using the arrow buttons.
by clicking on the page.
the page around when zoomed in by dragging it.
the zoom using the slider when zoomed-in.
by clicking on the zoomed-in page.
by entering text in the search field, and select "This Issue" or "All Issues"
by clicking on thumbnails to select pages, and then press the print button.
displays sections with thumbnails and descriptions.
displays a slider of thumbnails. Click on a page to jump.
allows you to browse the full archive.
about your subscription?
Lions Roar : September 2006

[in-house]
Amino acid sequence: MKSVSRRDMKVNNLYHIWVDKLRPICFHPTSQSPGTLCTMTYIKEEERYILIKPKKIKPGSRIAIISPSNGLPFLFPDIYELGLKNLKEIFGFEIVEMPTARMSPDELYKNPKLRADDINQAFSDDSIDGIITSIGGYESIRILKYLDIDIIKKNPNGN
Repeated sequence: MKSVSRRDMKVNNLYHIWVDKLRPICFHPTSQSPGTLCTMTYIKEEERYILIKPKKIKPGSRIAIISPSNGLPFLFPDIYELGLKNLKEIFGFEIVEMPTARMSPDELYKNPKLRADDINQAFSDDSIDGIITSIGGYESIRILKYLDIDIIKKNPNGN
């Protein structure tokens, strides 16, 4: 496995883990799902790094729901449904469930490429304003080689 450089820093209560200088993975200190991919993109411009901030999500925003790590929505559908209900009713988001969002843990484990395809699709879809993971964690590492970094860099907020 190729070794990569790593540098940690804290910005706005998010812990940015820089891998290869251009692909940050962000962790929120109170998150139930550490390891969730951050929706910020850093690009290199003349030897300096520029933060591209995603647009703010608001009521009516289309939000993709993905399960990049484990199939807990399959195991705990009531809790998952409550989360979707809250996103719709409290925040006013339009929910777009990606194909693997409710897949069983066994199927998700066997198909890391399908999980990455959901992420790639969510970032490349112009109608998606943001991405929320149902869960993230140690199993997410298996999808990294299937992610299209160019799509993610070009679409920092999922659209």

SHAMBHALA SUN SEPTEMBER 2006 26 shocked. We wanted to be with them forever and clung to the hope that we would. We can learn to deal with imperma- nence gracefully, but this occurs only when we are able to recognize the errone- ous preconception of permanence, and to be mindful of the transient nature of people and things. TRUSTING THAT UNSATISFACTORY THINGS BRING HAPPINESS Whatever gives us pleasure also brings us problems: the perfect partner leaves us, our beloved child rebels, the promotion that elevates our status also increases the number of hours we have to work. The pleasures of cyclic existence continually let us down, yet we keep coming back for more, thinking that this time lasting hap- piness will ensue. We are like gamblers believing the next roll will bring fortune, like addicts craving the next fix. Through being mindful of the second distortion, we realize that most of what society has taught us and what we have taught our children about happiness is simply untrue. We must seek lasting hap- piness through eliminating the actual causes of misery—afflictive emotions and the actions (karma) motivated by them. BELIEVING THE UNATTRACTIVE TO BE ATTRACTIVE We cling to the attractiveness of our own bodies, and the bodies of others. The “body beautiful” is one of our favorite fixations. But if the body is so attractive, why do we go to so much effort to change it? We try desperately to make our body look better: dye our hair, gain or lose weight, and wear clothes that accentuate certain parts of our body. “Staying young” is a major commer- cial enterprise in this country. But what if we harmonized ourselves with reality? We are aging. Can we learn to be joyful with wrinkled skin, gray (or no) hair, lack of sexual interest, and sagging muscles? Ag- ing doesn’t have to be distressing, but our wrong view makes it so. GRASPING AT THINGS THAT HAVE NO INHERENT SELF The most detrimental distorted view sees a self in the body and mind. We think